National Alcohol Strategy for England
Department of Health/Strategy Unit [2004]

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Foreword - Tony Blair

Millions of us enjoy drinking alcohol with few, if any, ill effects. Indeed moderate drinking can bring some health benefits. But, increasingly, alcohol misuse by a small minority is causing two major, and largely distinct, problems: on the one hand crime and antisocial behaviour in town and city centres, and on the other harm to health as a result of binge- and chronic drinking. The Strategy Unit’s analysis last year showed that alcohol-related harm is costing around 20bn a year, and that some of the harms associated with alcohol are getting worse. The aim has been to target alcohol-related harm and its causes without interfering with the pleasure enjoyed by the millions of people who drink responsibly.
... it clearly shows that the best way to minimise the harms is through partnership between Government, local authorities, police, industry and the public themselves.
For Government, the priority is to work with the police and local authorities so that existing laws to reduce alcohol-related crime and disorder are properly enforced, including powers to shut down any premises where there is a serious problem of disorder arising from it. Treatment services need to be able to meet demand. And the public needs access to clear information setting out the full and serious effects of heavy drinking.
For the drinks industry, the priority is to end irresponsible promotions and advertising; to better ensure the safety of their staff and customers; and to limit the nuisance caused to local communities.
Ultimately, however, it is vital that individuals can make informed and responsible decisions about their own levels of alcohol consumption.
Everyone needs to be able to balance their right to enjoy a drink with the potential risks to their own - and others’ - health and wellbeing. Young people in particular need to better understand the risks involved in harmful patterns of drinking.

The annual cost of alcohol misuse includes:

  • 1.2m violent incidents (around half of all violent crimes);
  • 360,000 incidents of domestic violence (around a third) which are linked to alcohol misuse;
  • increased anti social behaviour and fear of crime – 61% of the population perceive alcohol-related violence as worsening;
  • expenditure of 95m on specialist alcohol treatment;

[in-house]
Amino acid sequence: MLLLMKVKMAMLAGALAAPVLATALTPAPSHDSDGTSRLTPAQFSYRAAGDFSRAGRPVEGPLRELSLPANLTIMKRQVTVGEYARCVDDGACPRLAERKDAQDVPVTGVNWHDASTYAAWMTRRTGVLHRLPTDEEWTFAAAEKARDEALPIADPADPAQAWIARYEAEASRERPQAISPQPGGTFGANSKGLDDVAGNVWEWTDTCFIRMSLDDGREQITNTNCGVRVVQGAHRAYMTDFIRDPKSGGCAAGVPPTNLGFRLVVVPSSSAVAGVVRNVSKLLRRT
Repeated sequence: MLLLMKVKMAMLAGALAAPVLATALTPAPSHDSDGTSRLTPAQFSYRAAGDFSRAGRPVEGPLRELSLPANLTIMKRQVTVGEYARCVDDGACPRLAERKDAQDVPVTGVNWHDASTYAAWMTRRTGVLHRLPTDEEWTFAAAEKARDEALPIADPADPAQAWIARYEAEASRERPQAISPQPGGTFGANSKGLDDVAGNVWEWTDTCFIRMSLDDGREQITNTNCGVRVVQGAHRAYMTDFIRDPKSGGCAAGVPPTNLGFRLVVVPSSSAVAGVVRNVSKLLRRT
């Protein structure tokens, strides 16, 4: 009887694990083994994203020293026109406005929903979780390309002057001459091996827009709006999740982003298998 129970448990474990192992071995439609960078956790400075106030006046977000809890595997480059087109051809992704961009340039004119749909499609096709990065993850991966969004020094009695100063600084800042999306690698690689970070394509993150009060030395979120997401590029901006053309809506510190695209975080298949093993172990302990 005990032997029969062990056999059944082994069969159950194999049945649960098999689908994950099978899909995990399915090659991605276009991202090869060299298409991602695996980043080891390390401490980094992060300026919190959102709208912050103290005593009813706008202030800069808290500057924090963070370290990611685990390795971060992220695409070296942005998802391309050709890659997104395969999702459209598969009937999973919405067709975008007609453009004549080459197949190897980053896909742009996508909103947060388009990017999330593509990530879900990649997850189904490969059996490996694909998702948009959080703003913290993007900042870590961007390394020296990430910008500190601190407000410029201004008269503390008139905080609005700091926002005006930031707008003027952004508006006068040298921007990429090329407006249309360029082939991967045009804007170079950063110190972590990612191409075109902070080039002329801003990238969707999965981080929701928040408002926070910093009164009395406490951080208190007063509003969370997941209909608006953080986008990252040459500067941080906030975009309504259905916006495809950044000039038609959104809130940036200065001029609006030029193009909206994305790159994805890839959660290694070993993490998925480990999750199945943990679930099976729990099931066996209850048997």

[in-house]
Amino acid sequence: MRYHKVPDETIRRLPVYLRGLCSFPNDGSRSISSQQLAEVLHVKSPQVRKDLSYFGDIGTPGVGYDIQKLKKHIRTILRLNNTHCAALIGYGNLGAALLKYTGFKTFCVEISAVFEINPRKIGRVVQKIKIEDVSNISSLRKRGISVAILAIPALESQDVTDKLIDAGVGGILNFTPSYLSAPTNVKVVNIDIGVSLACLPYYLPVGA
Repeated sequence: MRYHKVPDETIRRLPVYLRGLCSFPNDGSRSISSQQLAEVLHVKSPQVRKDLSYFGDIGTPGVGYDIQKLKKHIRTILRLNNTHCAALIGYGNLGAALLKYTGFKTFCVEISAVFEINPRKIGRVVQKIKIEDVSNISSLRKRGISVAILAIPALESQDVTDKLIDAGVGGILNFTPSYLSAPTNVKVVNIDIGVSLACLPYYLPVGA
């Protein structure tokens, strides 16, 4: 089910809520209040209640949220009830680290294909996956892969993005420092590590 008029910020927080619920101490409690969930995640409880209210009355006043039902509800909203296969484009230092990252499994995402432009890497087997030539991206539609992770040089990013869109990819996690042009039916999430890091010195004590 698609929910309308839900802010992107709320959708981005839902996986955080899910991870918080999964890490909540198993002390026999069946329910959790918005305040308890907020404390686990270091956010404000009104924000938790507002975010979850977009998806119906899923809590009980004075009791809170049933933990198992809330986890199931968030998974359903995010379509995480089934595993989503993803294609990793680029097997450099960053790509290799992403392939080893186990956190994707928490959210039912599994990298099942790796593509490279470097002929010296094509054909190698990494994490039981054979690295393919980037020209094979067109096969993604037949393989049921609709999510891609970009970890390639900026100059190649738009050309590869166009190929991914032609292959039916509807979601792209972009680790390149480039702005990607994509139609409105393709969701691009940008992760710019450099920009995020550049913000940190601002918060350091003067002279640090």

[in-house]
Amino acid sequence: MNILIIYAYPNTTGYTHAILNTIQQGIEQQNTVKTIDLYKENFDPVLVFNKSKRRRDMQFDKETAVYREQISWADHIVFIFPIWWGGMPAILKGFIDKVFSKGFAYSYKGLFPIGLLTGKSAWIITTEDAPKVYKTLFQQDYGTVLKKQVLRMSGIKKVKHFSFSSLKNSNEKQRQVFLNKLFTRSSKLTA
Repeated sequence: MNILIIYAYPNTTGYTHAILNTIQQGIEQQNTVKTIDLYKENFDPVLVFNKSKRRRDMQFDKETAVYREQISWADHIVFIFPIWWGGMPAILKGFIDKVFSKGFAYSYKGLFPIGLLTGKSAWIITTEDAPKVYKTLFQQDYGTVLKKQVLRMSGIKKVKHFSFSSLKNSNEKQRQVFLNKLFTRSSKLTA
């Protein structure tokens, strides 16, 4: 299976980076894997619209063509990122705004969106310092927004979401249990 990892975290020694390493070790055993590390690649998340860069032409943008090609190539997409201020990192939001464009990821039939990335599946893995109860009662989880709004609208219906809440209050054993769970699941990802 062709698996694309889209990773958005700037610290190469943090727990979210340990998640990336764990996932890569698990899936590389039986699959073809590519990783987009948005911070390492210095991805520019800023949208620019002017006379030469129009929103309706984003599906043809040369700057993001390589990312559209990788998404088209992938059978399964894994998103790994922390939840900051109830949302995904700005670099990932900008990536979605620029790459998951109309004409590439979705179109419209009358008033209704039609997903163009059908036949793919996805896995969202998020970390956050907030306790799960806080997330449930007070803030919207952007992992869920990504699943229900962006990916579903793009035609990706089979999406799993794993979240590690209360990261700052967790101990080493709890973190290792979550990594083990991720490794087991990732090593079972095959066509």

• over 30,000 hospital admissions for alcohol dependence syndrome;
  • up to 22,000 premature deaths per annum;
  • at peak times, up to 70% of all admissions to accident and emergency departments;
  • up to 1,000 suicides;
  • up to 17m working days lost through alcohol related absence;
  • between 780,000 and 1.3m children affected by parental alcohol problems; and
  • increased divorce - marriages where there are alcohol problems are twice as likely to end in divorce.

Working with the alcohol industry:
The strategy will build on the good practice of some existing initiatives and involve the alcohol industry in new initiatives at both national level (drinks producers) and at local level (retailers, pubs and clubs).
Participation in these schemes will be voluntary. The success of the voluntary approach will be reviewed early in the next parliament. If industry actions are not beginning to make an impact in reducing harms, Government will assess the case for additional steps, including possibly legislation.

CHAPTER 1: INTRODUCTION

Alcohol plays an important role in our society and in our economy. However, where it is misused alcohol is also a major contributor to a range of harms, at considerable cost. These harms include:

  • harms to the health of individuals;
  • crime, anti-social behaviour, domestic violence, and drink-driving and its impact on victims
  • loss of productivity and profitability; and
  • social harms, including problems within families.

Government already intervenes in many ways to prevent, minimise and deal with the consequences of the harms caused by alcohol. For example, Government provides information on sensible drinking and health services to people experiencing harms. Through the criminal justice system, Government deals with criminal and anti-social behaviours that may also result from alcohol misuse. However, Government interventions to prevent, minimise and manage alcohol-related harms have never before been brought together into a coherent strategy.